There’s a saying I’ve liked since I first heard it: “Revenge is a dish best served cold.” It applies to many things, cooking among them.
When last I worked in a large office, they had monthly departmental pitch-ins. Every month I’d bring something a little different from Midwestern standard, every month my co-workers would look at it sidelong, and every month I’d take home my contribution, minus the serving I’d taken for myself. While it served a purpose in assuring there was at least one non-dessert dish on the table I could eat, it still got old. I mean, it wasn’t like I was bringing in chilled monkey brains a la Indiana Jones. I was bringing in things like tabbouleh or kugel or lentil salad with feta cheese. Not something you’d find at the neighborhood Golden Corral, but not anything all that weird either.
Finally I decided I’d had it, and set out to make the most chemically laden, egregiously sweet concoction I could assemble from the contents of my kitchen. Freezer contained a tub of Cool Whip someone had brought over that hadn’t been used because, well, I don’t ever use it. I can taste the chemicals. Bleah. Cabinet contained a box of pistachio instant pudding, purchased for a cake I didn’t end up making. I had a sleeve of Thin Mints that had melted in the car before I got it home, and had fused as the chocolate hardened. The light bulb went off.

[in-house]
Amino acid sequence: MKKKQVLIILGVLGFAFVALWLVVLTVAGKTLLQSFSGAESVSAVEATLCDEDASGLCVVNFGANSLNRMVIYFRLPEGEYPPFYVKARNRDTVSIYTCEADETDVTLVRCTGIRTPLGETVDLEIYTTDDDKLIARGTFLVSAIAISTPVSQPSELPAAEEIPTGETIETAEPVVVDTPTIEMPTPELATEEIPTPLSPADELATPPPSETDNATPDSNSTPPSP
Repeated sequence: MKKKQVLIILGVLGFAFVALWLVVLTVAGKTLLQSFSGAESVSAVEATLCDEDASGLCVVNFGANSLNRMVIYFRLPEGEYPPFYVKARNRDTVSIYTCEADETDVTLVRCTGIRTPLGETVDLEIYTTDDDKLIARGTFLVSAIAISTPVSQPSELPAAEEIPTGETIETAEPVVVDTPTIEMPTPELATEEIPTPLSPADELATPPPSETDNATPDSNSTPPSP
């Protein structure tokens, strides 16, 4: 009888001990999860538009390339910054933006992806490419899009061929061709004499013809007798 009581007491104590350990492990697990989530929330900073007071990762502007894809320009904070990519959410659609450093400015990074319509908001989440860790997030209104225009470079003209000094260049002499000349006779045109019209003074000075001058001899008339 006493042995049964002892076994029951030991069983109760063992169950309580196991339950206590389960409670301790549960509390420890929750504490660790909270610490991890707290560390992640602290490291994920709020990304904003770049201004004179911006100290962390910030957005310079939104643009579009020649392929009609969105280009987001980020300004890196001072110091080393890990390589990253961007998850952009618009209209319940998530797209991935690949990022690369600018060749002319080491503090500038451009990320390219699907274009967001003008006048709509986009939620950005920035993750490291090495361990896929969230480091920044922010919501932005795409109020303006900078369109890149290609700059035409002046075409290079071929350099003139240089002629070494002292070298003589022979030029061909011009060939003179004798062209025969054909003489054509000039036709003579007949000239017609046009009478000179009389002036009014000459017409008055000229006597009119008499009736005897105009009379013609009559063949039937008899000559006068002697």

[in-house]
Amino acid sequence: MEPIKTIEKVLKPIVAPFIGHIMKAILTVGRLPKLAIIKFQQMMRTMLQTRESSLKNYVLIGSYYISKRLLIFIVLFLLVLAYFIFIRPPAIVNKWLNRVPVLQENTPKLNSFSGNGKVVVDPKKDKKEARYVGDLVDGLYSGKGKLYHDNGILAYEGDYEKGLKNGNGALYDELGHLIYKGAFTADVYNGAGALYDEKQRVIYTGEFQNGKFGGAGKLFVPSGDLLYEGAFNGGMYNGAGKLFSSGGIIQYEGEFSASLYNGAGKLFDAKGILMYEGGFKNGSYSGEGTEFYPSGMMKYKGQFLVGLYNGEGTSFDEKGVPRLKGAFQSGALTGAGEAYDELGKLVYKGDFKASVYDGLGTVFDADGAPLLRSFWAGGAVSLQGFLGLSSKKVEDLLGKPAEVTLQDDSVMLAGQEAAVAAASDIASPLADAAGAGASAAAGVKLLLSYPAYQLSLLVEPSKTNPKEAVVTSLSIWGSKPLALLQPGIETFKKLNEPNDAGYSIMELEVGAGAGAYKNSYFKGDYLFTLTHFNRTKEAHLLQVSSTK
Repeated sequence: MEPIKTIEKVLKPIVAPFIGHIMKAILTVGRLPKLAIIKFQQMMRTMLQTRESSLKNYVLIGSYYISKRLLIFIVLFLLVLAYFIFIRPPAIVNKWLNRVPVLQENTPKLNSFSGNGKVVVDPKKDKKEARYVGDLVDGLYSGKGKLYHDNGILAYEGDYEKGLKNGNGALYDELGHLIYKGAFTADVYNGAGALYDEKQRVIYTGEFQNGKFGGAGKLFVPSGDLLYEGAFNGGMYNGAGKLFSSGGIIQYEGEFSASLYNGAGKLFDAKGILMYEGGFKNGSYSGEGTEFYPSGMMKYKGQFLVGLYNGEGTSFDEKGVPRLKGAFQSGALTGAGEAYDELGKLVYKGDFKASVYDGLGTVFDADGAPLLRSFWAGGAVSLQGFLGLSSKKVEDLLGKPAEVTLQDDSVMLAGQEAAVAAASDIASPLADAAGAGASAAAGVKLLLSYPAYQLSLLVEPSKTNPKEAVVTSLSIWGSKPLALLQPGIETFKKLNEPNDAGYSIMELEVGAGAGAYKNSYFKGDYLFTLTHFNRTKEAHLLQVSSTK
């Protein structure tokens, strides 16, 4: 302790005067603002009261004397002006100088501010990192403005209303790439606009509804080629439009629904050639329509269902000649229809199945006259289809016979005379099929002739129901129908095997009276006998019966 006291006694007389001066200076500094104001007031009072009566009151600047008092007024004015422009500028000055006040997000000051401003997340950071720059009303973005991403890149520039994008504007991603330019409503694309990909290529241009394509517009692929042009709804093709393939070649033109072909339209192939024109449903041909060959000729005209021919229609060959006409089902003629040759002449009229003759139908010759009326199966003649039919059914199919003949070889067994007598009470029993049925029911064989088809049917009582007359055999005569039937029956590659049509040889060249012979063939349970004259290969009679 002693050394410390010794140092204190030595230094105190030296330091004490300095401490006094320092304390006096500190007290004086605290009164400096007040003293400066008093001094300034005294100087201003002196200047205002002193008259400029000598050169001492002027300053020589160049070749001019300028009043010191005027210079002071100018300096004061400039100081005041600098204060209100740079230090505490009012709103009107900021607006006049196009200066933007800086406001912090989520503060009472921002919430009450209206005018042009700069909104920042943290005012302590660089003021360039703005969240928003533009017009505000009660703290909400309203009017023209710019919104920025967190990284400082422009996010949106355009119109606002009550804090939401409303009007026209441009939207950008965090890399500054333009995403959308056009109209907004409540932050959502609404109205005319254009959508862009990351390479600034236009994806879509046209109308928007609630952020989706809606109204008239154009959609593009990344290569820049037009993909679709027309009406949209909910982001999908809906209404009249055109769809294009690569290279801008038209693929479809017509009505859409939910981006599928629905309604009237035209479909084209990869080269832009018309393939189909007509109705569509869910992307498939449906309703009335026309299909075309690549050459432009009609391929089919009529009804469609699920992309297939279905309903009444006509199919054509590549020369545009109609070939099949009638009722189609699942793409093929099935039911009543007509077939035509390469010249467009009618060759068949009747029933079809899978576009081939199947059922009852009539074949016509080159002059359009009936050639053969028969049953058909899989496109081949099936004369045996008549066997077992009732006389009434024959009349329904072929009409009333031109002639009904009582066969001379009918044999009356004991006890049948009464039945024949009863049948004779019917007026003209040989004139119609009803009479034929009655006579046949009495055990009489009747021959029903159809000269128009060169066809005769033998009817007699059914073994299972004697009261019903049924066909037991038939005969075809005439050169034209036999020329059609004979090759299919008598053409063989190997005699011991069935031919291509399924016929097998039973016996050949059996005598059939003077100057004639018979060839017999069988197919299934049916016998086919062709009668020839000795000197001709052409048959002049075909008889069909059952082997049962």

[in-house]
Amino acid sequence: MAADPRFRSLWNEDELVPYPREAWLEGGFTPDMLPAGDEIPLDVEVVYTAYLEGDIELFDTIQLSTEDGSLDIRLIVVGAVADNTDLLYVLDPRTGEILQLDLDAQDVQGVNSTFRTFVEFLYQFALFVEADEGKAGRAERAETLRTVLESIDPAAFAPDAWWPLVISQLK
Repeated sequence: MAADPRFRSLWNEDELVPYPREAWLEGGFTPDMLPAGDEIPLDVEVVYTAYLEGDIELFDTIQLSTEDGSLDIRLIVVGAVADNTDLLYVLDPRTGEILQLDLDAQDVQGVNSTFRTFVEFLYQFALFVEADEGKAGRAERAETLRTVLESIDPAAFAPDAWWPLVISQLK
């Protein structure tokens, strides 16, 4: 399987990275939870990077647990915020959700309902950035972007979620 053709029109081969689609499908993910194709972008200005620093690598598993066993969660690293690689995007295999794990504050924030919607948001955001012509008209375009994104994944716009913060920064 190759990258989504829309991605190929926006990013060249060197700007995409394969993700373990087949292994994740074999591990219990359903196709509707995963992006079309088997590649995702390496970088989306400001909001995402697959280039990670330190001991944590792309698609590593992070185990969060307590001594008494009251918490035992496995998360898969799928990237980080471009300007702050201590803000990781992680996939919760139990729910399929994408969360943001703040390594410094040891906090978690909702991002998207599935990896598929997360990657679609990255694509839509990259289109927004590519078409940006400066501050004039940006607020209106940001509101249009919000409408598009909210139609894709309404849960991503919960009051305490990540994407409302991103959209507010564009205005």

I mixed the pudding with milk per the instructions on the box. Before it set I stirred in the thawed Cool Whip. Then I broke the cylinder of mint chocolate cookie apart enough for the blender to be able to grind it, reduced it to crumbs, and folded them in. It had, to my way of thinking, no redeeming features. It was my cold, creamy revenge.
Which backfired completely. The bowl was empty in under 10 minutes. People who missed it heard about it from people who’d gotten there in time. I got asked for the recipe by half a dozen different co-workers. They loved it.
It went a long way toward explaining why they wouldn’t even try my normal cooking.